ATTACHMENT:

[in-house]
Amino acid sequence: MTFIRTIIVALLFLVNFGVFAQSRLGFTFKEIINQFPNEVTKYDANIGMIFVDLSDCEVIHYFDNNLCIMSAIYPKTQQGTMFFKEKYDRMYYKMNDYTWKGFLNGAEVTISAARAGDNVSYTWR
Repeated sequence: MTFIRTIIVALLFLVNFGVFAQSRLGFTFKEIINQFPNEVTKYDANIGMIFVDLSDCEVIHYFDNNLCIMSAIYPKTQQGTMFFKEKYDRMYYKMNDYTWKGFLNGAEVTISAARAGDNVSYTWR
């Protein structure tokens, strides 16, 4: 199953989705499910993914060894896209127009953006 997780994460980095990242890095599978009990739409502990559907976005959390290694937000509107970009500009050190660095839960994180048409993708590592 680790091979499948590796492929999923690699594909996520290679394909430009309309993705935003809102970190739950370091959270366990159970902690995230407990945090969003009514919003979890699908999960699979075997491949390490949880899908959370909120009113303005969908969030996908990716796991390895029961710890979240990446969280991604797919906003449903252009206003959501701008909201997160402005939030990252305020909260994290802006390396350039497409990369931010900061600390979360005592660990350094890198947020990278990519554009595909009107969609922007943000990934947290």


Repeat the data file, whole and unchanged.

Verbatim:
[in-house]
Amino acid sequence: MTFIRTIIVALLFLVNFGVFAQSRLGFTFKEIINQFPNEVTKYDANIGMIFVDLSDCEVIHYFDNNLCIMSAIYPKTQQGTMFFKEKYDRMYYKMNDYTWKGFLNGAEVTISAARAGDNVSYTWR
Repeated sequence: MTFIRTIIVALLFLVNFGVFAQSRLGFTFKEIINQFPNEVTKYDANIGMIFVDLSDCEVIHYFDNNLCIMSAIYPKTQQGTMFFKEKYDRMYYKMNDYTWKGFLNGAEVTISAARAGDNVSYTWR
């Protein structure tokens, strides 16, 4: 199953989705499910993914060894896209127009953006 997780994460980095990242890095599978009990739409502990559907976005959390290694937000509107970009500009050190660095839960994180048409993708590592 680790091979499948590796492929999923690699594909996520290679394909430009309309993705935003809102970190739950370091959270366990159970902690995230407990945090969003009514919003979890699908999960699979075997491949390490949880899908959370909120009113303005969908969030996908990716796991390895029961710890979240990446969280991604797919906003449903252009206003959501701008909201997160402005939030990252305020909260994290802006390396350039497409990369931010900061600390979360005592660990350094890198947020990278990519554009595909009107969609922007943000990934947290």